Friday, August 27, 2010

if i could talk i'd tell you
Lemonheads at Crazy Donkey, Farmingdale Long Island
setlist included (not in order): it's a shame about ray, into your arms, great big no, big gay heart, allison's starting to happen, drug buddy, if i could talk i'd tell you. and a whole bunch more.

Evan Dando unplugged

Thursday, August 26, 2010

The Capstan Shafts: Revelation Skirts (Rainbow Quartz)
release: August 24, 2010
style: power pop indie rock
[rating: **] Rainbow Quartz had been releasing a ton of psychedelia and garage rock, from the Grip Weeds to Lilys to Telepathic Butterflies. I kinda wish they stuck with that exclusively, because one-person band the Capstan Shafts is not making me feel like everything feels good. Dean Wells, who had help from producer/drummer Matt LeMay, is like a power popping Billy Bragg with no cause. All the melodies are plain and interchangeable, while the vocals are sleepy and sometimes off-key. Maybe having only one other person to work with is the problem, as there is no one to give him feedback while he's playing all those instruments! I mean, i dig the Dinosaur Jr style guitar solos, but track after track there's a strong sense that Wells is not fullfilling his potential. -Kenyon

Friday, August 20, 2010

movies left for dead

Cannibal Holocaust (1980) If there has ever been a film that you can call "not for the squeamish," it's Cannibal Holocaust--hell, it was banned in like 50 countries. A groundbreaking, shocking cannibal film that, although isn't perfect, set the bar for copycats (Welcome to the Jungle, anyone? Kenyon raises his hand). Shot on 16mm, it's gruesome and explicit, even by today's standards. It's even controversial within the film itself, while the production and filming faced all sorts of problems. If you want to get deep, read up about the social-political messages it represents. Without spoiling anything (really, it's just something you have to see), most of the first half of the film follows an anthropologist searching in the Amazon jungle for a lost group of people who were filming some sort of twisted documentary about native tribes, and apparently, cannibal tribes. Although the group is notorious for setting up graphic scenes, they are now dead, and likely eaten. The search party is able to obtain the film reels and bring them back to the U.S, where they discover that the footage is not at all appropriate for public exposure. As the film within a film progresses, the documentary crew pushes things WAY too far in their quest to fabricate their story. Inevitably, they end up as bones. Now, there are some scenes in Holocaust--some of it is REALLY effed up--that are REAL. That said, the uncut version deserves an NC-17 rating, as it is difficult to forget. [rating: $10] -Kenyon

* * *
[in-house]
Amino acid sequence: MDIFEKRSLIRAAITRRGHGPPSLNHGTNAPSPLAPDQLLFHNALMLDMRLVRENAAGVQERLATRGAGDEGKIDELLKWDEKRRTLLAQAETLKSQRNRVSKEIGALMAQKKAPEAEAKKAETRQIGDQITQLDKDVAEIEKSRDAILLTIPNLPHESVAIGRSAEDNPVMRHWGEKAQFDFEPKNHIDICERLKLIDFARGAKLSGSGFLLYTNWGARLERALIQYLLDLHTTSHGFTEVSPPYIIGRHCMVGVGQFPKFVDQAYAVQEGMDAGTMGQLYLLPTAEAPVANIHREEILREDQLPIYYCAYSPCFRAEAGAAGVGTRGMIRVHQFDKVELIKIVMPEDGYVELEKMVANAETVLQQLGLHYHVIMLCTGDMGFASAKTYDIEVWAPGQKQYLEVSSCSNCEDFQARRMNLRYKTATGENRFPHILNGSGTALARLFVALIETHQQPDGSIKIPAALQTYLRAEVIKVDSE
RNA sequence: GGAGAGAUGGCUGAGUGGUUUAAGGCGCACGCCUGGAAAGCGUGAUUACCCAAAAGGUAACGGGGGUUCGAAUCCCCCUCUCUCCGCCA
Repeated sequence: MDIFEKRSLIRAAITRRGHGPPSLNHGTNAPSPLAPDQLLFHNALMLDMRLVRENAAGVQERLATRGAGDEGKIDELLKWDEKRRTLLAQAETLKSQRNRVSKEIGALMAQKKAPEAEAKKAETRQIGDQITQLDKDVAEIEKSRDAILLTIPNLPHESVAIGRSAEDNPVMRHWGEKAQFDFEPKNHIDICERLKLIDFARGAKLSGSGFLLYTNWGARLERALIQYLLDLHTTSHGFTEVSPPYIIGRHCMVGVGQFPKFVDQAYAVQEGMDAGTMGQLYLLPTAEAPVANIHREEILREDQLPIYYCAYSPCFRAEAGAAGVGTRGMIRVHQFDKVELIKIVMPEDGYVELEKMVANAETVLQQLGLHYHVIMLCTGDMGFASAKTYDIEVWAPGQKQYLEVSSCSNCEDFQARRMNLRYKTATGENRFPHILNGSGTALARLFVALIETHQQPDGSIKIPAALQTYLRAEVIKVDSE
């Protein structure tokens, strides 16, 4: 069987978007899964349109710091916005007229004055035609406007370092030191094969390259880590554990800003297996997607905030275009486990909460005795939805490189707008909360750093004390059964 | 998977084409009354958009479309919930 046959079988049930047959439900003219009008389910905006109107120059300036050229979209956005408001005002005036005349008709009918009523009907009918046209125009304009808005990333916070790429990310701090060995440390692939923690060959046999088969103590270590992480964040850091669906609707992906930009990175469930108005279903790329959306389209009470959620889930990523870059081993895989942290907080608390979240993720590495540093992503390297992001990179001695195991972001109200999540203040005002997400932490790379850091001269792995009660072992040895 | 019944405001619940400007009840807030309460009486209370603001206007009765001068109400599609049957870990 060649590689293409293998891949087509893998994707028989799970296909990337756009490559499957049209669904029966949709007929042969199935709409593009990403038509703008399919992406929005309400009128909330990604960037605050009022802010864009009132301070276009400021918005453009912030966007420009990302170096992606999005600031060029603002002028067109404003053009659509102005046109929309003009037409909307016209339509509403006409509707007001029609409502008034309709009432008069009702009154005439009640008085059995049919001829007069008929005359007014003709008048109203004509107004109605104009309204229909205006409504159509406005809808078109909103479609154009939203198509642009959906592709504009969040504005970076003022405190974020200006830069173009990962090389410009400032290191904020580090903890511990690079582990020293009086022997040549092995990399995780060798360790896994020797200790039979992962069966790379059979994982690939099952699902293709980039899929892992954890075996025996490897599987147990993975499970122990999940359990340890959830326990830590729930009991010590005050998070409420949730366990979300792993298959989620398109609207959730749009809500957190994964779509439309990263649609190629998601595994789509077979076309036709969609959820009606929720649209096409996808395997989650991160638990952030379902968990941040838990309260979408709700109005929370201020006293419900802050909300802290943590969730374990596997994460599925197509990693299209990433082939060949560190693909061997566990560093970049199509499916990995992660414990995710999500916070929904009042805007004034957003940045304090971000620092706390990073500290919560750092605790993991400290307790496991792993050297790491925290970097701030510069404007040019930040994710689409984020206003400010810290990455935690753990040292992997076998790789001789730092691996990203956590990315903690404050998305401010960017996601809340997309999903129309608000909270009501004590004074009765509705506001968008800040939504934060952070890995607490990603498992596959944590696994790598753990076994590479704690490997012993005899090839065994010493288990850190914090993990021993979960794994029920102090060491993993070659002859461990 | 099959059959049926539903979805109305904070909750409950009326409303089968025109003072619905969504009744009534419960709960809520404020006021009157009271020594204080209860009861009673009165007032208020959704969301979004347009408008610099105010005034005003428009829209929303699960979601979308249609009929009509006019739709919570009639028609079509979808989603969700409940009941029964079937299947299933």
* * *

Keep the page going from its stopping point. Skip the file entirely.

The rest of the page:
Wednesday, August 11, 2010

Tears Run Rings
Distance (Clairecords)
release: August 24, 2010
style: dream pop, shoegaze
similar: Daysleepers, Soundpool, Sky Drops
rating: ***] Few of the contemporary dreampop/shoegaze bands have been able to carry the torch through the last decade. Most claim to have been influenced by My Bloody Valentine (who isn't?) but aren't doing it right. Tears Run Rings is one of the few that know what to do. They might be blatantly ripping off Slowdive on most of Distance, and it's gonna piss off some fans of Slowdive (hell, Slowdive THEMSELVES may be pissed), but at least it sounds like a band that's genuinely spent hours listening to Slowdive's Souvlaki. And TRR's second album is what Slowdive's follow-up would have sounded like if they didn't go the more experimental route. In fact, given the formula of the hushy male/female vox and guitar effects that produce a haze of swooping synth-like white noise, it's dangerously close. Like, "orange level alert" close. Distance is also the first release for Clairecords in two years, so this was the right choice with which to resume. -Kenyon


Wednesday, August 04, 2010

Boom Boom Boom let's go back to my Woom.
Following tours with Deerhoof and Xiu Xiu, this avant-garde duo continues to re-invent itself. Interview by Kenyon Hopkin